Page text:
Business Overview

This is a working class Bar with a strong food business. $260,000 food sales and video poker with a net of $130,000.
With all of the businesses and industry in the area they have a strong lunch and after work crowd with Many repeat customers

Financial

  • Asking Price: $800,000
  • Cash Flow: $150,000
  • Gross Revenue: $1,054,000
  • EBITDA: N/A
  • FF&E: $250,000
  • Inventory: $10,000
  • Inventory Included: N/A
  • Established: 1998

Detailed Information

  • Property Owned or Leased:Own
  • Property Included:Yes
  • Building Square Footage:2,750
  • Lot Size:N/A
  • Total Number of Employees:10
  • Furniture, Fixtures and Equipment:N/A
About The Facility:

2750 Square feet building with large outdoor deck and big off street parking lot. High traffic main road location in huge business and industrial area.

Is Support & Training Included:

Yes

Purpose For Selling:

Retiring after 25 years of running the business

Pros and Cons:

One nearby competitor about a mile away

Opportunities and Growth:

Business located in Business and Industrial area with prime real estate available for more growth in the area

Additional Info

The company was started in 1998, making the business 24 years old.
The deal doesn't include inventory valued at $10,000*, which ins't included in the listing price.

The business has 10 employees and is located in a building with approx. square footage of 2,750 sq ft.

Why is the Current Owner Selling The Business?

There are all types of reasons why individuals resolve to sell companies. Nonetheless, the true reason vs the one they tell you may be 2 completely different things. As an example, they may state "I have a lot of various obligations" or "I am retiring". For many sellers, these reasons are valid. But, for some, these might just be justifications to try to conceal the reality of changing demographics, increased competition, current reduction in profits, or a variety of other reasons. This is why it is extremely vital that you not rely totally on a vendor's word, yet rather, utilize the vendor's answer combined with your total due diligence. This will paint a more sensible image of the business's existing circumstance.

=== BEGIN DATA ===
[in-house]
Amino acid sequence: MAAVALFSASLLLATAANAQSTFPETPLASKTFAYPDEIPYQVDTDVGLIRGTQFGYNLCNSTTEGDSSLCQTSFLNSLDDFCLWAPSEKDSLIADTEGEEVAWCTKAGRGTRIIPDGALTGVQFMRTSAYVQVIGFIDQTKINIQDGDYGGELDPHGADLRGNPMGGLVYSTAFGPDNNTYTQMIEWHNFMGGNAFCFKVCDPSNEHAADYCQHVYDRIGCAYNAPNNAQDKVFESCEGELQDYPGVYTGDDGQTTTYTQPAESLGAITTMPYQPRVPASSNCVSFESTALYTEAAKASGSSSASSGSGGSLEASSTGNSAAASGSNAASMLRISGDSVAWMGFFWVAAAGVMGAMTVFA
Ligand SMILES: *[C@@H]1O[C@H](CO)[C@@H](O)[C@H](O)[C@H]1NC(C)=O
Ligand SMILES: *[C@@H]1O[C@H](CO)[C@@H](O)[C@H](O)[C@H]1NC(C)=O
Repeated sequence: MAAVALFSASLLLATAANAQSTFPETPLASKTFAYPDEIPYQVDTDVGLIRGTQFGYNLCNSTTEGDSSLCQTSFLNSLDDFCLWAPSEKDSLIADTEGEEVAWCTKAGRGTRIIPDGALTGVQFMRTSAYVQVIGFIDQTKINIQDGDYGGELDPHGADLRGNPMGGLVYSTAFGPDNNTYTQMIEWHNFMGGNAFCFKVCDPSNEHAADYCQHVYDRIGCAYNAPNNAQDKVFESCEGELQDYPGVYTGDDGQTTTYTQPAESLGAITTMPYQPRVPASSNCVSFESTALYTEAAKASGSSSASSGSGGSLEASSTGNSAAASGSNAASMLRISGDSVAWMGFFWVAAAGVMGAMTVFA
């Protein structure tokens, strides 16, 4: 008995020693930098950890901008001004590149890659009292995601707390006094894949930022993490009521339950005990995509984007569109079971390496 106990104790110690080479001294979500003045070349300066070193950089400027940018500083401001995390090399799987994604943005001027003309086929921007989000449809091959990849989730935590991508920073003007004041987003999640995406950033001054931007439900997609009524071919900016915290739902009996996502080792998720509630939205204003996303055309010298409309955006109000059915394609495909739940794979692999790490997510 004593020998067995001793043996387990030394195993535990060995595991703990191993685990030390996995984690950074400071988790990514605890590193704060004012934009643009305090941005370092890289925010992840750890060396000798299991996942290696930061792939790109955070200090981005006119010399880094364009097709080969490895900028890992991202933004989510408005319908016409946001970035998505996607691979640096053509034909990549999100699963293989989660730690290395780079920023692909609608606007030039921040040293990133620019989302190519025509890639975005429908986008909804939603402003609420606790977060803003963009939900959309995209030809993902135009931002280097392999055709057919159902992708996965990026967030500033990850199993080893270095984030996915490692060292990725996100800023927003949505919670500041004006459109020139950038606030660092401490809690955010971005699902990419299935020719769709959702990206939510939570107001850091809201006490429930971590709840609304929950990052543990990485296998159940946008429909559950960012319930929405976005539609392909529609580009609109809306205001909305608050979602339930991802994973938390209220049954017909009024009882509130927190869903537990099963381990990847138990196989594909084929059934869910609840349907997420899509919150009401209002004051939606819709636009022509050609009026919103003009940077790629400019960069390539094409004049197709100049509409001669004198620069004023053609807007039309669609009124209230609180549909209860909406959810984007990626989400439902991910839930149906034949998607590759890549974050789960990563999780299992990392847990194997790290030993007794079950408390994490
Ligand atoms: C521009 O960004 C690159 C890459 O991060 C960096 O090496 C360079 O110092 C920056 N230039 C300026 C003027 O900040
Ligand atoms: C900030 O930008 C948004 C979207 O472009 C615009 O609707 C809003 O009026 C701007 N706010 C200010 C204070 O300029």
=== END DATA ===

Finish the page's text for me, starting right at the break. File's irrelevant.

Existing Debts and Future Obligations

If the current company is in debt, which lots of companies are, then you will certainly have reason to consider this when valuating/preparing your deal. Numerous businesses finance loans in order to cover things like supplies, payroll, accounts payable, and so on. Remember that occasionally this can indicate that profit margins are too small. Lots of businesses come under a revolving door of taking on debt as a way to pay back various other loans. In addition to debts, there may likewise be future commitments to consider. There might be an outstanding lease on tools or the building where the business resides. The business may have existing agreements with suppliers that must be fulfilled or might lead to charges if terminated early.

Understanding the Customer Base, Competition and Area Demographics

Exactly how do businesses in the location bring in new consumers? Many times, businesses have repeat consumers, which develop the core of their everyday profits. Particular variables such as brand-new competitors growing up around the location, roadway building, as well as employee turn over can impact repeat customers as well as negatively impact future incomes. One important point to consider is the placement of the business. Is it in a highly trafficked shopping center, or is it hidden from the main road? Clearly, the more people that see the business regularly, the greater the possibility to develop a returning consumer base. A final thought is the general area demographics. Is the business placed in a densely populated city, or is it situated on the outside border of town? How might the regional average home earnings impact future income prospects?